Go out and do a favorite activity, such as bowling, bicycling, hiking, jogging,
horseback riding, camping, canoeing, sailing, water-skiing, swimming.
Talk or read together by an open fire.
Listen to music.
Go dancing or attend a concert, nightclub, jazz club, or theater.
Host your child's birthday party.
Take your child to lessons.
Attend your child's sporting events or performance.
Write letters or cards.
Take kids to the doctor, dentist, or emergency room.
Go to a community event, such as a church auction.
Go to a party.
Drive to or from work together.
Celebrate milestones in your children's lives such as confirmation, graduation.
Celebrate other milestones in your lives such as a promotion, retirement.
Play computer games, surf the Internet.
Supervise your children's play dates.
Plan your future together. Dream.
Walk the dog.
Read aloud out together.
Play a board game or a card game.
Put on plays or skits together.
Do errands together.
Paint, sculpt, make music.
Find time to talk without interruptions so you can truly listen to each other.
Attend a funeral.
Help out other people.
Hunt for a new house or apartment.
Test-drive new cars.
Next, share your top three
choices with your spouse so you each know how best to turn toward each other.
CAUTION: This exercise has
potential to trigger conflict about who does what and who should be doing more.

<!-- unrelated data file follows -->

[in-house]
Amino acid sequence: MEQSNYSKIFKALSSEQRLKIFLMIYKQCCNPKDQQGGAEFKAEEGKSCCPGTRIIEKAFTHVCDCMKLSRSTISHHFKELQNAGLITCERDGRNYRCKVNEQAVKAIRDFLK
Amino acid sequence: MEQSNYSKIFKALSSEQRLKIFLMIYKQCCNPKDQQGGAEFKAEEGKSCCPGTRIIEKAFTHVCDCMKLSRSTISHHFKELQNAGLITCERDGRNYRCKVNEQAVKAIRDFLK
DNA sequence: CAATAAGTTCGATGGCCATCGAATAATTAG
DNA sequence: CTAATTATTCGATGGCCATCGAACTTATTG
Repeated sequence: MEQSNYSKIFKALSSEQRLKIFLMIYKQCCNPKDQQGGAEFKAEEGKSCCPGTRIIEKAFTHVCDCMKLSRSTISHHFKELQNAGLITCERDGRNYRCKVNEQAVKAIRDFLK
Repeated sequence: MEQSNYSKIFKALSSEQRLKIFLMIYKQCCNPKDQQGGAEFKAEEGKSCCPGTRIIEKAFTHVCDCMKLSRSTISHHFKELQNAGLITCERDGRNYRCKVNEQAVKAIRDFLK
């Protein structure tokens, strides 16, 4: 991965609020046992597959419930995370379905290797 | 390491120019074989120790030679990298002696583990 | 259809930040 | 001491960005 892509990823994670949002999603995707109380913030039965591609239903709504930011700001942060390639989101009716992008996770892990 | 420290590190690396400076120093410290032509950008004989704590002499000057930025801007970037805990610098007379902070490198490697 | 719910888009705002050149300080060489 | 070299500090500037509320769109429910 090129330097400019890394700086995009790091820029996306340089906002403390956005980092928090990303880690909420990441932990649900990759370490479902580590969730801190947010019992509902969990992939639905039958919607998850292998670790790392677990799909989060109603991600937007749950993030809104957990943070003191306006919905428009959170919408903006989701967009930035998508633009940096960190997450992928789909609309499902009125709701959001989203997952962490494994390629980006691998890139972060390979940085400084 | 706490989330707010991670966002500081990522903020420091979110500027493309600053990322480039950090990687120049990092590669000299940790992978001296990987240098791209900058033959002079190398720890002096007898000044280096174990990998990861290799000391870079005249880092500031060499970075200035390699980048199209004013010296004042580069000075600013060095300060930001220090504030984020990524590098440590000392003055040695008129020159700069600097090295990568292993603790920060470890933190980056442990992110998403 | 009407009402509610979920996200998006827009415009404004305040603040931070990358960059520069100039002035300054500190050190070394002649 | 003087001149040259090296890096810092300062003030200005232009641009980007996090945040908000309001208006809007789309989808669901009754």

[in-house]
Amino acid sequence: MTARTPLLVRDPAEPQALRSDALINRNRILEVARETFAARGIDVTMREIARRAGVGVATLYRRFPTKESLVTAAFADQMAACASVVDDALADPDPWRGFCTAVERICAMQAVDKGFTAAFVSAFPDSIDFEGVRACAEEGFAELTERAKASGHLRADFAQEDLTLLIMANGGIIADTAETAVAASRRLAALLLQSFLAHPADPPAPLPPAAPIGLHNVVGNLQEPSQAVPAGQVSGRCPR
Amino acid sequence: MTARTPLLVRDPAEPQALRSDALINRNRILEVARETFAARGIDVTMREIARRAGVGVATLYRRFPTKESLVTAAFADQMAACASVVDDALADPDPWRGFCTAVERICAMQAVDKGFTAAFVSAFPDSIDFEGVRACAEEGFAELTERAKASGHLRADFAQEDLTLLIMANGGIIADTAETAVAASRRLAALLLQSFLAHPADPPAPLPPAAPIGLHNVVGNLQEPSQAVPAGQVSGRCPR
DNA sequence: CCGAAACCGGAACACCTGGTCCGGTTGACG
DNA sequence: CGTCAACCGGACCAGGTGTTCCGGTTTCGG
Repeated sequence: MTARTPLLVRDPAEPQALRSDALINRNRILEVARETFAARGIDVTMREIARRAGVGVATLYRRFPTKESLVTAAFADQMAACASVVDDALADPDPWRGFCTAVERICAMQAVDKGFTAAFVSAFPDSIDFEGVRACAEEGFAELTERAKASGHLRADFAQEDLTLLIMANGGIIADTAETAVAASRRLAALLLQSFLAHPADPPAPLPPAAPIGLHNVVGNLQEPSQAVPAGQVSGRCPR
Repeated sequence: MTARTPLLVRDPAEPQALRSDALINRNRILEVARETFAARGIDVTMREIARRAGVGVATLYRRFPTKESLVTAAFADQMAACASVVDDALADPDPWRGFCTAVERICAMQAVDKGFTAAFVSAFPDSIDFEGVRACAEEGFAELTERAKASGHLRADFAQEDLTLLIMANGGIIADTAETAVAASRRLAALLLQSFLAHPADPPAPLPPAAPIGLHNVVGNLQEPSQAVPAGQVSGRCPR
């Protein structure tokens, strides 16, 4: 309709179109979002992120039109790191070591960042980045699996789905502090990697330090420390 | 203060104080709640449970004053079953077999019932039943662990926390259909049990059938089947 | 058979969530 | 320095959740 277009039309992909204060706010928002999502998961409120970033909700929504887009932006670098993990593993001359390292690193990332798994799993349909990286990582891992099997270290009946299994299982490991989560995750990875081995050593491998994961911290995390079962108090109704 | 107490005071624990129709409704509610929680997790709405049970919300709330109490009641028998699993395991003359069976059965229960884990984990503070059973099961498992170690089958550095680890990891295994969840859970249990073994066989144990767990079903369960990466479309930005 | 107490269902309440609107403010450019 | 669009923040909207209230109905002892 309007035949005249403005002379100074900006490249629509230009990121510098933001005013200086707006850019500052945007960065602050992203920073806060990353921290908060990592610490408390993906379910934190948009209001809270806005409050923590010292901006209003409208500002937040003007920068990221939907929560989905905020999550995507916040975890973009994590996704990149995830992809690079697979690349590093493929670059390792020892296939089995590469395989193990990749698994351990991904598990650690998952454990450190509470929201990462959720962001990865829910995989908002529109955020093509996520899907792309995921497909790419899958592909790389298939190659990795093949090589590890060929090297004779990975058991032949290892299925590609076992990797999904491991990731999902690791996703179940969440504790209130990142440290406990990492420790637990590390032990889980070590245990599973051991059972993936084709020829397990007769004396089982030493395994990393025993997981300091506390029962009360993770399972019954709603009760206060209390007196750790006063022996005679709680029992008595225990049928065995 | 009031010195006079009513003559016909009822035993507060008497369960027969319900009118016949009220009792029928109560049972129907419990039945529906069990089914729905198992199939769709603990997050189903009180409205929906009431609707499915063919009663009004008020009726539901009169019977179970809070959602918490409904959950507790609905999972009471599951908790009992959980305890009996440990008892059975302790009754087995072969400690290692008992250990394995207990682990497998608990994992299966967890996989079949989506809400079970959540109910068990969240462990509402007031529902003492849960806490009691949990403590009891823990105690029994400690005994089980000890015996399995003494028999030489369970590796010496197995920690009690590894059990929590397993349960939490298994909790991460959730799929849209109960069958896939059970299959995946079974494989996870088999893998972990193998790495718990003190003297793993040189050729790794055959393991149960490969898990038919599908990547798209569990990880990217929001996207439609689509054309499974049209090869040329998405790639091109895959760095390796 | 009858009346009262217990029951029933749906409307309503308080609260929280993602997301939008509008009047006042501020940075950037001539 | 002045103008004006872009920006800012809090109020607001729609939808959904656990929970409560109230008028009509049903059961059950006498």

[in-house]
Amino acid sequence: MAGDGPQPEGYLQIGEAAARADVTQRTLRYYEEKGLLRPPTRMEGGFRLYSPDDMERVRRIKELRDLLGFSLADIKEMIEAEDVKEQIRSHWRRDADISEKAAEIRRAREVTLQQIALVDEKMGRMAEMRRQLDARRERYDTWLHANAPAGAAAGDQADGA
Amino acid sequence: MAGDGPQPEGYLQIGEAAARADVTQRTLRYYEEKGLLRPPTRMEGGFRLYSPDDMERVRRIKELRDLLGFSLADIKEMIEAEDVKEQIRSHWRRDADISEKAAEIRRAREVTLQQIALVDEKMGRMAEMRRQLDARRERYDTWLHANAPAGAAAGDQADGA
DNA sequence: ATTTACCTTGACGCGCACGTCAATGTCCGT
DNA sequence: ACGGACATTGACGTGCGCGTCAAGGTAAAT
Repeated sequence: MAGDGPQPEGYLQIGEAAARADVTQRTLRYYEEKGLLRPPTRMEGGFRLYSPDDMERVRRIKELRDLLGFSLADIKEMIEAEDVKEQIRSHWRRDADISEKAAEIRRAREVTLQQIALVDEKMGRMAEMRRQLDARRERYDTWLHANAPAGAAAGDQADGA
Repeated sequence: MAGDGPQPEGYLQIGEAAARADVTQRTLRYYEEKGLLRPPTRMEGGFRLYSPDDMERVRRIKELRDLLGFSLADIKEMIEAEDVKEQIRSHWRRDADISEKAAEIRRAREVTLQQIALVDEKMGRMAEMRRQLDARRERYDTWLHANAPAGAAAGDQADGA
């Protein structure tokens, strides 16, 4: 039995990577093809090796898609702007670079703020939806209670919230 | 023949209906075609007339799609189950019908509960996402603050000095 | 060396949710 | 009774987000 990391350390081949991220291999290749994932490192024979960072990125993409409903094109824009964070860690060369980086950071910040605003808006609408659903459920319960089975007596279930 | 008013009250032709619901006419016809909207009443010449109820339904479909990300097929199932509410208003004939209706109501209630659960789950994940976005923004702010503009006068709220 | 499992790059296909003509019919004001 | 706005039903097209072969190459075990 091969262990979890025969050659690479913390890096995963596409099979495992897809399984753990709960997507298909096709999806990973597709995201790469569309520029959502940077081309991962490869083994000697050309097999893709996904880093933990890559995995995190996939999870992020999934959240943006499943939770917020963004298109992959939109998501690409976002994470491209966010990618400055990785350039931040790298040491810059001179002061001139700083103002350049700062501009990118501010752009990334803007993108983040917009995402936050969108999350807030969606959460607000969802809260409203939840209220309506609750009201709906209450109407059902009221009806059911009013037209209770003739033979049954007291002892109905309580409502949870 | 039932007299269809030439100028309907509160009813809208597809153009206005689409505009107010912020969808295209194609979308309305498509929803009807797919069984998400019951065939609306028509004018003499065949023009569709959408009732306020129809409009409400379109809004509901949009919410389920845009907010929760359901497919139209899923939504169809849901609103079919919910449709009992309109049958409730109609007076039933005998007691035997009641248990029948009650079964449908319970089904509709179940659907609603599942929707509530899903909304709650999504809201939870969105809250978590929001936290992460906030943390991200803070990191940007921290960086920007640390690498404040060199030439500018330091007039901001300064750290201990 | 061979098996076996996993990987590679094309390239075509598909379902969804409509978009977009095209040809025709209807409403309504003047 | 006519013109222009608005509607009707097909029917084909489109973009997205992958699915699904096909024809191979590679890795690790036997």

To prevent this, remember to focus on what you can do now in your marriage and
not on what has or has not happened in the past. Couples who keep the focus on
now are communicating, "I love you so much I want more of you," and
not, "I'm upset with you because of your foul-ups and I don't want to be
Have a daily chat. At the end
of each day, talk about how the day went. Gottman calls this a
"stress-reducing conversation." Learning to have this conversation is
crucial to healthy marriages because it helps couples manage stresses that come
from outside. Researchers say couples who learn to manage outside stresses keep
their marriages strong. Those who don't often let outside stresses spill over
into their marriage and damage their relationship.
For your daily chats, pick a
time when you're both free from distractions. Spend at least twenty minutes
talking. Don't talk about conflicts or disagreements. Keep this time for
talking about things outside your marriage. While you're talking together, keep
in mind eight guidelines for this conversation:
Take turns. Give one another the chance to talk for ten or fifteen minutes
uninterrupted, even if it's all complaints (but not complaints about each
Don't give unsolicited advice.
Don't play mechanic and try to fix the problem. Simply listen to understand.
Show genuine interest. While
your spouse talks, stay focused on him or her. You can let him or her know
you're truly present by nodding, smiling, grimacing, asking for details, etc.
Communicate your understanding. Let your partner know you understand. Show
empathy with expressions such as, "Wow, it sounds like that was really
Take your spouse's side. Be
supportive, even if his or her perspective seems unreasonable.